We slid through and closed the door quietly. Pin locked it again. I would be wanting a look at the magic keys later, but for now, escape was top of my to-do list.
We stood in a small corridor, carved of creamy stone, with a lot of small black painted doors leading off it. “That’s better,” I said. “We’ve found the priests’ entrance. Now to find the priests’ exit.”
We wandered among these corridors, the sounds of pursuit fading behind us.
“They’re bound to twig in a minute,” said Pin.
He was right. Angry yells came from the bank room. “Hmmn.” We sprinted down the corridor, me faster than Pin. “Put a shift on,” I said. “I’ve been hounded by the tools of the Able before. When it comes to meting out punishment, they don’t mess about. Here.” At the end of the corridor the route split in two. I chose the left hand way, down stone stairs. Rather a lot of stairs.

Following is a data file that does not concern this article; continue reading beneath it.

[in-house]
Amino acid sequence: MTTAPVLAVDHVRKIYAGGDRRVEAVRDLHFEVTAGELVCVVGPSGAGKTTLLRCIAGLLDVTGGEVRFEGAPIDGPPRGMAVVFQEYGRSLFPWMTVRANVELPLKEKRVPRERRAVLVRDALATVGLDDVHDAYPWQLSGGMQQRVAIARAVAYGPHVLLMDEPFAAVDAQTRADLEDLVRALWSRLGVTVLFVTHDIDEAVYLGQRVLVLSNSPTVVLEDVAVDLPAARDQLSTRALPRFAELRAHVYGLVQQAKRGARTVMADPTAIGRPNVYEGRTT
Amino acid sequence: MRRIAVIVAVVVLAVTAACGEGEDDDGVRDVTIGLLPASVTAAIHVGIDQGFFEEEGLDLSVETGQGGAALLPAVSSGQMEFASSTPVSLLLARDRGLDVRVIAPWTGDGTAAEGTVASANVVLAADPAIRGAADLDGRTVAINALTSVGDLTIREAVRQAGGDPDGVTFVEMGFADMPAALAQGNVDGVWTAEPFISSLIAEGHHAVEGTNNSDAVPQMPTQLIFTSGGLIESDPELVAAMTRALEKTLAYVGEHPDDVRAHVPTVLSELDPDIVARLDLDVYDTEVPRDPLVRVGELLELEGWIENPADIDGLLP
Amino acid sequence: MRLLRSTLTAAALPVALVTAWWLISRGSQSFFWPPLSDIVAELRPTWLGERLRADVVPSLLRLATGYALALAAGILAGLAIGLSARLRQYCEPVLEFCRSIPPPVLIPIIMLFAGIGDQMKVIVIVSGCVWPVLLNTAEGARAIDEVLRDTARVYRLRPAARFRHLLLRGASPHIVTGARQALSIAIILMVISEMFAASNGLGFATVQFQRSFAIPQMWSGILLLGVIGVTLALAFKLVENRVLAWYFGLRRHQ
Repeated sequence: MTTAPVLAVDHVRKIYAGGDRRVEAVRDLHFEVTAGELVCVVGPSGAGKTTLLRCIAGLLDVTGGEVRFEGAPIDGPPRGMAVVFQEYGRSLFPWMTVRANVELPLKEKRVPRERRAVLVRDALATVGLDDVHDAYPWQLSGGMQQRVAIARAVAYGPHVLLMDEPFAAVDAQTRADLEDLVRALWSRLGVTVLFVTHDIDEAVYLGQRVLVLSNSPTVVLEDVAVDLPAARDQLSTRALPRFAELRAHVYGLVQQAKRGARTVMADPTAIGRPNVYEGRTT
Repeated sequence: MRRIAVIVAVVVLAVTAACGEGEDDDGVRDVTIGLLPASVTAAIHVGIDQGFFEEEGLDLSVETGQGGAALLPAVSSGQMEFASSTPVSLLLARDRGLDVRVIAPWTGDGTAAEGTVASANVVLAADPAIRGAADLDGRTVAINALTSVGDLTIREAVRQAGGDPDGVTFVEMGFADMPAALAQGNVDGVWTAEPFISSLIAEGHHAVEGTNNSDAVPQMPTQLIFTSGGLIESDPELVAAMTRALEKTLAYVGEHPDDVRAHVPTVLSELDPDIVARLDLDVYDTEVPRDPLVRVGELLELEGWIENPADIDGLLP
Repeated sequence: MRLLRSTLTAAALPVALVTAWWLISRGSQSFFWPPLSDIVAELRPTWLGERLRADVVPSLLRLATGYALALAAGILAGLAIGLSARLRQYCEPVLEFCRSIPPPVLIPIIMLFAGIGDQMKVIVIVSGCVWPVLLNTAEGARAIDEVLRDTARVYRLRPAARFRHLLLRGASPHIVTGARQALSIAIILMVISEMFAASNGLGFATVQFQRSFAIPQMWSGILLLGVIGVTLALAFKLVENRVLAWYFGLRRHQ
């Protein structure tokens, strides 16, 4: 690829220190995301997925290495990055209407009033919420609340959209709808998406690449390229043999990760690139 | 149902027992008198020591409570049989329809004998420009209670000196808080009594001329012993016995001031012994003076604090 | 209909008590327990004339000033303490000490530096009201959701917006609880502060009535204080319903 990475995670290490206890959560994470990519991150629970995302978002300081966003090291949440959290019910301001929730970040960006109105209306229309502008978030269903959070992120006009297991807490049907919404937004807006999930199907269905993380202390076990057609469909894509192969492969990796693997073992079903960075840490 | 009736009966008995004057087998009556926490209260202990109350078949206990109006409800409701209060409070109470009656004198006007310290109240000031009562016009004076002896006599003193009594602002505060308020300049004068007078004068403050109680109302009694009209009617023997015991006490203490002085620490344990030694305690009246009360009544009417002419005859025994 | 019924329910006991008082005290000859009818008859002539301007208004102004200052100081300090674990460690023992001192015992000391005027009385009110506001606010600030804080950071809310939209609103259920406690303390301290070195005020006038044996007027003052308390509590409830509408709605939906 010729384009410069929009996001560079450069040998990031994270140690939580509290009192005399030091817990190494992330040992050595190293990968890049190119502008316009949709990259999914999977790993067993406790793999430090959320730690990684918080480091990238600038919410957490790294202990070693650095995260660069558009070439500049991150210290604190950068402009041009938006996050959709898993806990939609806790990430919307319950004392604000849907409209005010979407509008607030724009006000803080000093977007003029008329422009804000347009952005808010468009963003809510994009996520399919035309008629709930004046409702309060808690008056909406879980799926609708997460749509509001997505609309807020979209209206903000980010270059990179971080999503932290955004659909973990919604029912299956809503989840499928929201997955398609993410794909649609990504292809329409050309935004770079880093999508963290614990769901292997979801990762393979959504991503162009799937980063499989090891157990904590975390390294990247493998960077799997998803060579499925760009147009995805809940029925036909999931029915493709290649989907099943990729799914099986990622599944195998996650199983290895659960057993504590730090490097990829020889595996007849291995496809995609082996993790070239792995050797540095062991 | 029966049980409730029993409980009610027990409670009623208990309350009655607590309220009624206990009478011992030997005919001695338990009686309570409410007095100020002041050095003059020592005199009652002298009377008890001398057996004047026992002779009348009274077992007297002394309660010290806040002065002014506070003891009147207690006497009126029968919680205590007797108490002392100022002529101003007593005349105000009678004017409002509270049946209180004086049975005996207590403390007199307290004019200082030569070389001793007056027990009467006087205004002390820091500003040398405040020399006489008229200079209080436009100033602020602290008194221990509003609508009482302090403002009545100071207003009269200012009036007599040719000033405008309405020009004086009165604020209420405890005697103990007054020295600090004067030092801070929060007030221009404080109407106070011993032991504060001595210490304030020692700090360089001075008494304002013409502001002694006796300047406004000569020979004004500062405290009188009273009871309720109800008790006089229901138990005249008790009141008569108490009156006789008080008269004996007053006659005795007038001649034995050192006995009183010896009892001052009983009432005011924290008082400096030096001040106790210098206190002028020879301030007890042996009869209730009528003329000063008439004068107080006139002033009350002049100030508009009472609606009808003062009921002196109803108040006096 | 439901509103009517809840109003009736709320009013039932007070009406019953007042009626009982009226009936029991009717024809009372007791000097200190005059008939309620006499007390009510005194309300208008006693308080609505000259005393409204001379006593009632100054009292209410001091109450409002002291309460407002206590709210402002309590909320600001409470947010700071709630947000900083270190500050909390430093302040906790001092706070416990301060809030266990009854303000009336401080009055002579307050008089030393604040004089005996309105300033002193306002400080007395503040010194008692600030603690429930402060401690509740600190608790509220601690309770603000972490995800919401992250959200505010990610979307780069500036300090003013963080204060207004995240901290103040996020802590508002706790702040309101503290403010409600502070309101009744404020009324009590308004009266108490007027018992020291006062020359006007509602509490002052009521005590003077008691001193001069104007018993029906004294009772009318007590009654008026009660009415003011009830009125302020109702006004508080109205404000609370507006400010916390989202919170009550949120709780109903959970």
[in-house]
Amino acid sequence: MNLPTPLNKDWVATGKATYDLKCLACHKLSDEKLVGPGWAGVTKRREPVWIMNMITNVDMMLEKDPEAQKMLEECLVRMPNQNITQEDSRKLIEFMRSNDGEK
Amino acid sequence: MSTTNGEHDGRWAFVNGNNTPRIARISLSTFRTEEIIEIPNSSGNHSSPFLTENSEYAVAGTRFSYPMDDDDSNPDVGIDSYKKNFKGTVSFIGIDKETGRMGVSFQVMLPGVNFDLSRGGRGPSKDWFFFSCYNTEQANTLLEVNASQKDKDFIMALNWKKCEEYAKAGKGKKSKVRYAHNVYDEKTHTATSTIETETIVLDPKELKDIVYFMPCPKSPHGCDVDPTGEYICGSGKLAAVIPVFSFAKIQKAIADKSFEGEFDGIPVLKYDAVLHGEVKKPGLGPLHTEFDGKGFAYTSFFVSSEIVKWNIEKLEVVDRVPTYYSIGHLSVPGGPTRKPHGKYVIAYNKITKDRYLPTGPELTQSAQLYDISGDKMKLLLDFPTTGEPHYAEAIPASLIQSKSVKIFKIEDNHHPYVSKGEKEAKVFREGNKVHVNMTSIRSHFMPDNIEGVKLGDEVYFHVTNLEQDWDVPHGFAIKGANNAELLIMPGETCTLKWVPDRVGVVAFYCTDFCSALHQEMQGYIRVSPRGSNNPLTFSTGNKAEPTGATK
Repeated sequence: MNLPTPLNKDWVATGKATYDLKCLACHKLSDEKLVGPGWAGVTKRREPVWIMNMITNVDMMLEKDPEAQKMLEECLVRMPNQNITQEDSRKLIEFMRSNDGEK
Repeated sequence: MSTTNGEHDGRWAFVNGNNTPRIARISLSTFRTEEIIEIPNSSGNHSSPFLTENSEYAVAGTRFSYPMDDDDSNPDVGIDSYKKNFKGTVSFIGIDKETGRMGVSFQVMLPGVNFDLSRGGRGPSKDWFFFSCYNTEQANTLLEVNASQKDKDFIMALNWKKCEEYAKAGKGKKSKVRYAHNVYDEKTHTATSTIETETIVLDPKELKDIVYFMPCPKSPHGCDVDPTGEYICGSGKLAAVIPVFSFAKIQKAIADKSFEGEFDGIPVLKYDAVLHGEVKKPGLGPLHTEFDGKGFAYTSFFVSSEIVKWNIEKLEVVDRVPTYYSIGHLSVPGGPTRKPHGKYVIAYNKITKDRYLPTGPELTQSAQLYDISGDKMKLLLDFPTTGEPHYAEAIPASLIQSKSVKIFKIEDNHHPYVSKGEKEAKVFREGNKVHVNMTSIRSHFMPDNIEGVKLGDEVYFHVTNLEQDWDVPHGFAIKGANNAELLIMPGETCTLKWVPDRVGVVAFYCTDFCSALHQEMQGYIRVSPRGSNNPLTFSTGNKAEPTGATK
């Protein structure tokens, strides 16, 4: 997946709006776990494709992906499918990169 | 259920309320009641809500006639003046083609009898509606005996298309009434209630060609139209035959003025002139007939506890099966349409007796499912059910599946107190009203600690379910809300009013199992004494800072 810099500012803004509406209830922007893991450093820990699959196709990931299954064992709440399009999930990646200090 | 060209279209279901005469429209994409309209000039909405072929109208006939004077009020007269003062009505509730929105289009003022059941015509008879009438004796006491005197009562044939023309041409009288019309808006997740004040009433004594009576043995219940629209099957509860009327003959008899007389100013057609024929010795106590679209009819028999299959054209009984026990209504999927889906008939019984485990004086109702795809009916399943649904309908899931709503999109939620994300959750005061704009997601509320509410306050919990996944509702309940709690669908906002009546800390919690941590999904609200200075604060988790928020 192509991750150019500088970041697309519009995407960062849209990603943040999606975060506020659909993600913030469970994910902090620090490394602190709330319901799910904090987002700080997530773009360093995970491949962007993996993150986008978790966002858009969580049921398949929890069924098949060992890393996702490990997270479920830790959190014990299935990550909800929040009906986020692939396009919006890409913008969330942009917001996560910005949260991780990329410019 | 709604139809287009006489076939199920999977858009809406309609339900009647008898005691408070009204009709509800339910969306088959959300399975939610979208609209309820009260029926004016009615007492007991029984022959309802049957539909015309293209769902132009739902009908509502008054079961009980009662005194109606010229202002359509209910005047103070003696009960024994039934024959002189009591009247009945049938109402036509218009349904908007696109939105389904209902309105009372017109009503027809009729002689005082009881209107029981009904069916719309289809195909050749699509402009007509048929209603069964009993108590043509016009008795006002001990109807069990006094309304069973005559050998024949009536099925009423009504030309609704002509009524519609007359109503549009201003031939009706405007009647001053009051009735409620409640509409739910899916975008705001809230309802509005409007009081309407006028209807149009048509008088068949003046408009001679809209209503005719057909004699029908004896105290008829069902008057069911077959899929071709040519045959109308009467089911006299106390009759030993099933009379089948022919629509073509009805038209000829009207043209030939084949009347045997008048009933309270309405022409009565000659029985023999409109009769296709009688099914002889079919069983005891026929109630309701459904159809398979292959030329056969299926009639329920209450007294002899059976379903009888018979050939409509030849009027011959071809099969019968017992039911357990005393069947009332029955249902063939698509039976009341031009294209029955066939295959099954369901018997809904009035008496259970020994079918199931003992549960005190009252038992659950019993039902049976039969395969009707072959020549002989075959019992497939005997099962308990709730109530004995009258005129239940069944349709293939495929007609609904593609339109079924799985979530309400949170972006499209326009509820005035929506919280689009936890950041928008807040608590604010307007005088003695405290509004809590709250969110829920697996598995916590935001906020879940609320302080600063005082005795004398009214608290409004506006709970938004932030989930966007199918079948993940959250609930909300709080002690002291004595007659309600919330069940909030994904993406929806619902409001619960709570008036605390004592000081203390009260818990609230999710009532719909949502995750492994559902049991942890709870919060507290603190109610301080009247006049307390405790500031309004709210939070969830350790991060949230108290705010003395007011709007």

“Jack,” said Pin, thundering down behind me, “this definitely won’t lead harmlessly into the street.”
“Which is why they’ll assume we’ll go the other way.”
“We are trapped underground,” said Pin in the manner of one explaining Bedtime to a small child.
“Just need to hide for a bit, then sneak out once everyone thinks they’ve lost us.” I turned to grin at him. “Might even snaffle a slice more wedding cake on the way past.”
“Jack!” But I am charmingly irresistible, and he grinned back, shaking his head. “They’ll never fall for it,” he said, attempting to regain his persona as the sensible one.
“Perhaps,” I said. “Aha, what’s in here?”
“It says keep out.”
“All the more reason to go in. Oh.”